Jan 4, 2011



So little is said about the Sundarbans that I decided to dedicate a post just to the specifics about the place and logistics about how to get there and what are the options of traveling within the Sundarbans.

Sundarbans is the largest tidal halophytic mangrove forests in the world and has been declared a World Heritage Site by UNESCO in 1997. With 64 species of plant life and over 200 species of birds, and last but definitely not the least the Royal Bengal Tiger, this is a veritable treasure for a nature lover. The Sundarbans spanning India and Bangladesh covers over 26,000 sq. kms. of area, of this 9,630 sq. kms. lies in India spanning approx 102 islands. Of these 102 islands 48 are still mangrove forests while the others are inhabited. The forests span 4,264 sq. kms. of which 2,585 sq. kms. has been declared as the Sundarban Tiger Reserve while the other part forms the Divisional Forests as part of 24 Paraganas (1679 sq. kms.)

To start with lets get a better idea about Sundarbans, Google Maps (however I may swear by it usually) is no good for this area, the best I could find was on Trip Advisor, contributed by Bishnupada Ghosh. Here it is reproduced for your convenience.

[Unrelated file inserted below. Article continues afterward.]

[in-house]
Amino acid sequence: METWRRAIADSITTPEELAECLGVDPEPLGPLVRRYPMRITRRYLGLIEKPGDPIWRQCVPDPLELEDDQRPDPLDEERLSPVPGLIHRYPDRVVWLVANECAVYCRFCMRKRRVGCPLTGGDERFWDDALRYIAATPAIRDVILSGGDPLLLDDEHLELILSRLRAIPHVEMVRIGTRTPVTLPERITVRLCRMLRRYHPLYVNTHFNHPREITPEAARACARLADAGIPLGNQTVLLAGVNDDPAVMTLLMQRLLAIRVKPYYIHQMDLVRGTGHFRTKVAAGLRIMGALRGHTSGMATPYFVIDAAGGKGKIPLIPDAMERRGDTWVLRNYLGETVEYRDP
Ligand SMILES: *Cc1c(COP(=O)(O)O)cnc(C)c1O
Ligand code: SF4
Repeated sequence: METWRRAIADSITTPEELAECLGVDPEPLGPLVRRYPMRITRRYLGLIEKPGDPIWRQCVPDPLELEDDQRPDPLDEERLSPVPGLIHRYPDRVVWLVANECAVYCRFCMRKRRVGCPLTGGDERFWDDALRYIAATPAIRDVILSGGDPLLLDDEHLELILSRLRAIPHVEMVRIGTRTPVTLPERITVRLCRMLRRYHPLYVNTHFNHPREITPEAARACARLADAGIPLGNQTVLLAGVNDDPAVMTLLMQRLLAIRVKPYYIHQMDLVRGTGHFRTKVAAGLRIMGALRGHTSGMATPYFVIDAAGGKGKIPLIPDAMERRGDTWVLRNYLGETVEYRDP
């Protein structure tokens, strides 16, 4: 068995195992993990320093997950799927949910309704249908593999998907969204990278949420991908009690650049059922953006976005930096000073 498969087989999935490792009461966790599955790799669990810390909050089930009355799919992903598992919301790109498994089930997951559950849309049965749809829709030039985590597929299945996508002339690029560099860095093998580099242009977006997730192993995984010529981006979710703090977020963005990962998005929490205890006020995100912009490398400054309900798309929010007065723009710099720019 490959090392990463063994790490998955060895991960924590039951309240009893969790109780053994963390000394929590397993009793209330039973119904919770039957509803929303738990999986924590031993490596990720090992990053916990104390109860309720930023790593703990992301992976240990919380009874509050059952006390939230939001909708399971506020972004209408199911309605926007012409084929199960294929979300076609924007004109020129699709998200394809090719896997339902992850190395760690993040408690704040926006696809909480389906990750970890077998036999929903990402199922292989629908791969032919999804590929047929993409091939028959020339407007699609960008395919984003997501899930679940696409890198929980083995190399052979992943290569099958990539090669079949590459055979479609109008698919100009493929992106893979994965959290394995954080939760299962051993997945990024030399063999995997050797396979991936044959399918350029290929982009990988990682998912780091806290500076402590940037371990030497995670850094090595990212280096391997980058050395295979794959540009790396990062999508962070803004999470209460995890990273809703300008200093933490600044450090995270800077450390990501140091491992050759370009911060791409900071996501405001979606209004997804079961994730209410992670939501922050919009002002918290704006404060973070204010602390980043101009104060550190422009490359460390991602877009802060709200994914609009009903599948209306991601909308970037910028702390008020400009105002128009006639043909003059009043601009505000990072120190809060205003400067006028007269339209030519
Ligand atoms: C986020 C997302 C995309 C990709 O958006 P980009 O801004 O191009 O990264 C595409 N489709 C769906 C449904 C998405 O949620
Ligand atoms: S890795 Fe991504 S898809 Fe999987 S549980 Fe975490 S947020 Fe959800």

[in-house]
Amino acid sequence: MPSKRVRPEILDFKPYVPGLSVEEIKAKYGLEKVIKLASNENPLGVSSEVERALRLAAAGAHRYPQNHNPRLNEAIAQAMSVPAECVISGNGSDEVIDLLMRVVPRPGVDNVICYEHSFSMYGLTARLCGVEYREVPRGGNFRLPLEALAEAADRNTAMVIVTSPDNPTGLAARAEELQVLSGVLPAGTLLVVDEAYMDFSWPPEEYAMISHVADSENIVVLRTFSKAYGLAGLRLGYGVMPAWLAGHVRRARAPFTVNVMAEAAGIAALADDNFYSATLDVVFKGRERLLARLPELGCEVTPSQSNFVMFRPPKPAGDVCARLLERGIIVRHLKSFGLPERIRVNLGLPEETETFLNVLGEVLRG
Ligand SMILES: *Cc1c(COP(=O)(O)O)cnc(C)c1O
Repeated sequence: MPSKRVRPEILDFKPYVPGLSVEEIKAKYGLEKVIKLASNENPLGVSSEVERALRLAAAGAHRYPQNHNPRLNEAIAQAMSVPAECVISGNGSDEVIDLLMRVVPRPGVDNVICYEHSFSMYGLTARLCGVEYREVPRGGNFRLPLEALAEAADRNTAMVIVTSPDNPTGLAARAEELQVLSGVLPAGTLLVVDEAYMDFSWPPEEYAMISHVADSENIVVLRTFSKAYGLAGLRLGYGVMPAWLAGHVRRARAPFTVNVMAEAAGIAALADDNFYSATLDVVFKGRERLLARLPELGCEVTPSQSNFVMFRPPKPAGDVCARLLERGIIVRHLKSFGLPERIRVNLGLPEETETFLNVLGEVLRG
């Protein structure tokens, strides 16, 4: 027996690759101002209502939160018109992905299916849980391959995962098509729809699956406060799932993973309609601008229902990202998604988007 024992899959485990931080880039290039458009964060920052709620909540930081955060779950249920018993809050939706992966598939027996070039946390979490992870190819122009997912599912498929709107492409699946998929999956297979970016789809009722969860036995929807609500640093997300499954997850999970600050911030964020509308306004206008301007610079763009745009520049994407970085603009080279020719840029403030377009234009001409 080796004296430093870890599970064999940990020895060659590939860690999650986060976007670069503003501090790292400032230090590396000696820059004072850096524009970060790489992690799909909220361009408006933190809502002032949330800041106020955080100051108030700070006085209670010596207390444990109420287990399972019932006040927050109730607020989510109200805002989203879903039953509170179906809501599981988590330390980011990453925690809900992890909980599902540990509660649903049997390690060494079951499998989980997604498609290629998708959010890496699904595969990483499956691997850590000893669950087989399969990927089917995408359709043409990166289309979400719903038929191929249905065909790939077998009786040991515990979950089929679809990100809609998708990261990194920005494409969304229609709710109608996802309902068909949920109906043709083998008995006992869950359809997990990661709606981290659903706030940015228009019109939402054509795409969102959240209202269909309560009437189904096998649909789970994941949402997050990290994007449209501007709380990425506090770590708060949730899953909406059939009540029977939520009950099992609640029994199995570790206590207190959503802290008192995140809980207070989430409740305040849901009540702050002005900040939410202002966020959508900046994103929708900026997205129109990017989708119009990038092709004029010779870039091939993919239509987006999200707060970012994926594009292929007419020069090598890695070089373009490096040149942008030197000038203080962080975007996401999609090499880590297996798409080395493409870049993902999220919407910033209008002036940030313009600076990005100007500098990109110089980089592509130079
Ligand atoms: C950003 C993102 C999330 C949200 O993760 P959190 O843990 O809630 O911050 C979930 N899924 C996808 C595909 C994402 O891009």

The area within the dotted line in the adjoining map is that of the Sundarban Tiger Reserve. The area marked in pink is demarcated as the Core Area (1330 sq. kms.) where except for forest officials none are allowed. The most one can get there (with a permit of course) is upto Neti Dhopani on the top left corner of the Core Area. Most of the migratory birds are in this part along with the Olive Ridley Turtles which nest in the beaches on the southern most part of this area.

The area marked in green is the Buffer Zone (892 sq. kms.) and one can go up to the Bangladesh border here to Burir Dabri & Jhinga Khali. The area marked in Yellow is the Saznekhali Wildlife Sanctuary. It is in this area that you will be allowed most access with a permit of course. In subsequent posts I will elaborate a lot more on the landscape, flora and fauna.

[ASIDE: By now its apparent that most place names have the suffix "khali". It comes from the word "khadi" for Canal in Bengali]


There are several options to get to the Sundarbans. The West Bengal Tourism runs several basic initiatives.